‘Let It Be Morning’: A slice of Palestinian life, inside Israel


(3 stars)

If the groom appears reluctant at the wedding that opens the film “Let It Be Morning,” he’s not the only one. When doves are released to mark the occasion, they decline to leave their cage and, after being shooed out of it, refuse to fly.

That ruefully humorous moment establishes the tone of this mostly gentle but occasionally turbulent comic drama, which is primarily about the ways people fail their families, friends and themselves. Yet the story’s universal humanity is sometimes upstaged by its setting: an Arab village within Israel’s pre-1967 borders, which makes its residents Israeli citizens. The situation is as complicated as the movie’s backstory. “Morning” was written and directed by Eran Kolirin, an Israeli Jew, from a 2006 novel written in Hebrew by Sayed Kashua, a Palestinian citizen of Israel.

The village is the hometown of the widely admired Sami (Alex Bakri), who works for a tech company in Jerusalem. He’s returned to attend the nuptials of his younger brother Aziz (Samer Bisharat) and Lina (Yara Elham Jarrar), a match that appears less than ideal. It’s no worse, though, than Sami’s relationship with his wife, Mira (Juna Suleiman), the mother of their young son, Adam (Maruan Hamdan).

Sami slips away from the festivities to call his lover, suggesting that he visit her later that night. The assignation is postponed indefinitely, however, when Sami and his family head home and find the only road barred by Israeli soldiers. All they’re told is that there’s an “operation.”

So Sami, Mira and Adam are stuck in the small town, a cauldron of personal, social and political conflicts. Many of those center on Abed (Ehab Elias Salami), a childhood friend of Sami who’s been largely abandoned by the more successful man. Abed is still pining for his ex and hopes to impress her with the money he earns driving his new taxi van. But there are no fares as long as the village is locked in isolation, and a local gangster is demanding that Abed repay the money he borrowed to buy the vehicle.

Other antagonisms have broader implications. The local Arab authorities are rounding up undocumented workers from the occupied West Bank, including the ones hired by Sami’s father (Salim Daw) to build a house for his son that the younger man doesn’t want. And Sami’s offhand comment about the villagers’ inability to organize sparks a demonstration against the road shutdown, a protest that seems initially vigorous but is easily dispersed.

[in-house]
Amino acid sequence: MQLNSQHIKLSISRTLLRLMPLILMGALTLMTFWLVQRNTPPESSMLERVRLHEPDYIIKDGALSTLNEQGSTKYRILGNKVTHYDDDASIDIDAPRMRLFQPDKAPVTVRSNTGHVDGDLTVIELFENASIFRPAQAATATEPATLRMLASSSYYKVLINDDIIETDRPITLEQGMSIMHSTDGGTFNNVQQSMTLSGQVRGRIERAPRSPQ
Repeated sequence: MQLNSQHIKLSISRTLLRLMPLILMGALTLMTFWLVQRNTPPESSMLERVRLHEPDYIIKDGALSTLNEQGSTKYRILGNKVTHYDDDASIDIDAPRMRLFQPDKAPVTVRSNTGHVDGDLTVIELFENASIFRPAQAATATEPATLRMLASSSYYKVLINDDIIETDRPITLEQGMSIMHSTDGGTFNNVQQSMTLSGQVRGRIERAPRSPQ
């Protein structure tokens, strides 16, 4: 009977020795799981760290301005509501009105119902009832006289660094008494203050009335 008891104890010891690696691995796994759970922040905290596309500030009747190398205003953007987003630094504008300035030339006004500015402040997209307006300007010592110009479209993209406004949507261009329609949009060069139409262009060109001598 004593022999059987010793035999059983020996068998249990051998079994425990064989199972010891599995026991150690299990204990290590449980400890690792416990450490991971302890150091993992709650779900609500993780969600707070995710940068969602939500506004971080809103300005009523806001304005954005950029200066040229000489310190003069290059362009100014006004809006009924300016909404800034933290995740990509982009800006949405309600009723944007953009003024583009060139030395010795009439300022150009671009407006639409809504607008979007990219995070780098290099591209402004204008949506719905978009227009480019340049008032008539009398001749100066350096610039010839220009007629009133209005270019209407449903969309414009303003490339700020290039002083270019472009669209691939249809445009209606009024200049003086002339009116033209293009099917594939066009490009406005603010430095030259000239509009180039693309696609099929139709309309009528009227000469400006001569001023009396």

While Sami’s off-screen lover may be Jewish, the only non-Arab character with a speaking part is a soldier who mans the roadblock’s checkpoint. Israeli military action sets the narrative in motion, but nearly all the strife is generated within the village, not from without.

Anyone who’s followed recent news from Israel and the West Bank won’t be too surprised by “Morning’s” violent climax. But the somber development undercuts the film’s mainly low-key demeanor and is less compelling than the psychological clashes. Far more interesting are the portraits of the town, whose traditionalism doesn’t preclude prominent showcases for Western pop songs by Sia and the Dead Weather, and Sami, whose reputation and self-regard unravel over the course of Bakri’s masterly performance.

Kolirin debuted with 2007’s “The Band’s Visit,” also set in a small town in Israel. The tale of Egyptian police orchestra musicians who get stuck in (and accepted by) a hamlet that wasn’t expecting them, the movie proved heartwarming enough to get adapted into a musical.

It was also highly mannered in a way that recalled Jim Jarmusch’s and Aki Kaurismaki’s deadpan comedies. Since then, Kolirin’s style has become less showy and more naturalistic, which suits “Let It Be Morning.” The locations of Kolirin’s first and latest films are both fictional, but Sami’s home village is better grounded in geographic and emotional reality.

Unrated. At Landmark’s Bethesda Row Cinema. Contains violence and some strong language. In Arabic and Hebrew with subtitles. 101 minutes.

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